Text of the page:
Anemic Angels are not for me.
I have noted, to my distress, that our home Nativity Set lacks an angel. It’s an artistic set, very pretty and there are some angels drawn onto the other characters. But there’s no stand-alone, in your face, announcing the Good News, scaring the shepherds kind of angel! Even as a child, our nativity set had an angel. The angel was lovely and gentle, arms spread over the scene with flowing robes and the wings of a dove. Granted, I wasn’t there in Bethlehem. I can’t speak to the actual appearance of the Heavenly Host. But from all accounts, they were unsettling, to say the least.
So I went looking for angels. I looked online for images for this post. I found cute angels, sweet angels, fat angels, funny angels, angels meant to look sexy, fairy-like angels, evil-appearing angels, Manga angels and all manner of others. (I had to look for Medieval Angels and Archangels to find the one above.)
I’ve checked book stores and card shops and all the rest. What I’ve found has been, well, boring. If one of the angels I’ve seen in stores had been posted with a flaming sword outside the Garden of Eden, we’d all still be there. Adam could have chased that angel off by throwing rocks, or yelling loudly. ‘And don’t come back, either!’
(See what I mean?)
If the angels we see in modern pictures and nativities bear any semblance to reality, they would not have blinded the wicked men of Sodom, but have brought them soothing cups of tea. The anemic, tender angels I find in stores would not say to the shepherds, ‘Fear not,’ but rather, ‘pardon me, I don’t mean to be a bother, but down yonder is the Son of God. Go ye and see Him, if it isn’t too much trouble.’ Instead of ‘Behold, I bring you good tidings of great joy which shall be to all people. For unto you is born this day in the City of David a Savior, which is Christ the Lord!’ Our sweet angels might not have warned Joseph to flee Herod, or have guided Hagar and Ishmael in the desert to water. (They’d hate to get involved in politics or family feuds, but they’d bake cookies and call the authorities.)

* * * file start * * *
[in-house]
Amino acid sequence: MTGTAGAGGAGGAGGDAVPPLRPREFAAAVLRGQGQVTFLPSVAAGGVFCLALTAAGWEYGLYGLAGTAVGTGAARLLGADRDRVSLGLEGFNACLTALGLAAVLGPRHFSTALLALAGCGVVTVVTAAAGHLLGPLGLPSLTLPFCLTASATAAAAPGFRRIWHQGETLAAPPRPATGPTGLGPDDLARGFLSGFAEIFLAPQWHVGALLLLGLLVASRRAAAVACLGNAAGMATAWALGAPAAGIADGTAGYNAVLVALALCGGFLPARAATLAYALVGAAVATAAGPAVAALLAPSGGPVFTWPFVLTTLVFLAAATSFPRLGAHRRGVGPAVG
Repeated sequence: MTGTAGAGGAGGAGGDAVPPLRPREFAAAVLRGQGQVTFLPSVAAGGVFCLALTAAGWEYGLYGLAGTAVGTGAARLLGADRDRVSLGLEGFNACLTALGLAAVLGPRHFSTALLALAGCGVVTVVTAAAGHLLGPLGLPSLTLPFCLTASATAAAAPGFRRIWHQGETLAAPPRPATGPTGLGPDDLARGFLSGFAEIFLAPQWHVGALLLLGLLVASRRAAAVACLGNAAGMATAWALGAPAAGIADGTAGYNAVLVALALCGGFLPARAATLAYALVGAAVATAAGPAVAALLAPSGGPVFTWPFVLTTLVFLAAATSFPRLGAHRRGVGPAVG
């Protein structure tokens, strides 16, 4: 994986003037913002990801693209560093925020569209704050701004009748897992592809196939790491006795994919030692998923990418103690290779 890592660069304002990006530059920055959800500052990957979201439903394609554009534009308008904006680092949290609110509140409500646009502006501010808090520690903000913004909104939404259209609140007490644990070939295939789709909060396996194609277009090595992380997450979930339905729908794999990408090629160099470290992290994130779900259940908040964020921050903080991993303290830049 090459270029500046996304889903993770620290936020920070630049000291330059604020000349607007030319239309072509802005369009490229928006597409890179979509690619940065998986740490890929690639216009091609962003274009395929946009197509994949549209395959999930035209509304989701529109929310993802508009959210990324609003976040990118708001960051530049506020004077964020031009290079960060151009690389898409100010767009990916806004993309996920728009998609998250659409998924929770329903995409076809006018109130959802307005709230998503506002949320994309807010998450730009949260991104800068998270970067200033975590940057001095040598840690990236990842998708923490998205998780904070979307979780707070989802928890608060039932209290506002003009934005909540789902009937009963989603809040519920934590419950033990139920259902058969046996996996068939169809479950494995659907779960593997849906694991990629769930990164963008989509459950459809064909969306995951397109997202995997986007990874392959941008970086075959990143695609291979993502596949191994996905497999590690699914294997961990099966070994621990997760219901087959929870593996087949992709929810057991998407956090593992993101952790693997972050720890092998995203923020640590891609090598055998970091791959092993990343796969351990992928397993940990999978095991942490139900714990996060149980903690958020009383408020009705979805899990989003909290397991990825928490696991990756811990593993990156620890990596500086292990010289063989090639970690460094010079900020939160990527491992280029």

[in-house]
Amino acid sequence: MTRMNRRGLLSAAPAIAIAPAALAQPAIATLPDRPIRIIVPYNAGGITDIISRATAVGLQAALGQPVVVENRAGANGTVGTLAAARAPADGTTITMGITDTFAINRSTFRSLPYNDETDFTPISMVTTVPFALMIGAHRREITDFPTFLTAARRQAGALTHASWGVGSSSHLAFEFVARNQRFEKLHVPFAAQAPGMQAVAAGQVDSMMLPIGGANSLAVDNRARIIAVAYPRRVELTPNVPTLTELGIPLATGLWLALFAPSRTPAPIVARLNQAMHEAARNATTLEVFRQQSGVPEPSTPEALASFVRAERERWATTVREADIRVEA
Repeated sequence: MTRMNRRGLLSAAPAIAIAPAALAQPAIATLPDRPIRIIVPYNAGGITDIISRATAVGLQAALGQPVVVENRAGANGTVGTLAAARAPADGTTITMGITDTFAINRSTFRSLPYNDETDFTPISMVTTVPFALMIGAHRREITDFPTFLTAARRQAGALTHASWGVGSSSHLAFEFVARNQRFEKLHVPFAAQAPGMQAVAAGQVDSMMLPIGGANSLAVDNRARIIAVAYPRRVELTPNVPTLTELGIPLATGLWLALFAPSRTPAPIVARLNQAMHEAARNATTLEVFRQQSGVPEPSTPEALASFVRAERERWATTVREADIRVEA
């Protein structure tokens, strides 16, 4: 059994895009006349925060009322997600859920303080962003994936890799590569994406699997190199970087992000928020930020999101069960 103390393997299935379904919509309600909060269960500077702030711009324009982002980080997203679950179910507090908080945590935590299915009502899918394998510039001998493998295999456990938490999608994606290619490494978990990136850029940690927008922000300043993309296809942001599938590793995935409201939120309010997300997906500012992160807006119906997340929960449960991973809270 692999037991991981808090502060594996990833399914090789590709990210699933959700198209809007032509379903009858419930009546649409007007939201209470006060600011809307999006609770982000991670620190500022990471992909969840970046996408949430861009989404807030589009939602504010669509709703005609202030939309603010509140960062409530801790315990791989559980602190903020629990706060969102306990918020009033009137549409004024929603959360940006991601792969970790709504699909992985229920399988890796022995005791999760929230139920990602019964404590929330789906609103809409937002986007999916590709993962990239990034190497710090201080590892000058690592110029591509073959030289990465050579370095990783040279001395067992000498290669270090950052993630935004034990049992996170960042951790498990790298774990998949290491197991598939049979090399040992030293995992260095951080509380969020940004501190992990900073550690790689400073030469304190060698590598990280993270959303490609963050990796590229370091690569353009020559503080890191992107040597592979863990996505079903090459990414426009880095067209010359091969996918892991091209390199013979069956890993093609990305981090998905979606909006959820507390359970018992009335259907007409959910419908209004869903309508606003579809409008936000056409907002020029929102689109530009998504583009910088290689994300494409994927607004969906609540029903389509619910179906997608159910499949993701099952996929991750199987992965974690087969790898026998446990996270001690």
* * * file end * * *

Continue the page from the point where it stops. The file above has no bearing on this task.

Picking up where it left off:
The Bible’s angels are ‘a flaming fire,’ ministering spirits, and protectors; powerful players, some of whom, the Bible says, rebelled against God and ‘lost their first estate’ and will be consigned to eternal punishment for that act. They waged war in heaven, and those of us who are believers are convinced it continues to this day, led by Satan, once the most beautiful angel. Cherubs? Not so much. Dogs or cats with wings? Not hardly.
Angels guard us for God, though we are instructed not to worship them, for they are created like we are. God ‘gives his angels charge of thee, to protect thee in all thy ways.’ They bring good news, about other births, like those of Isaac and John. They told Mary Magdalene about the resurrection. They comfort believers. The angels fought battles and delivered messages to the saints and patriarchs, and gave the Law to Moses. Angels shut the mouths of lions and will, we are told, announce the return of Christ and stand around the throne of the King one day.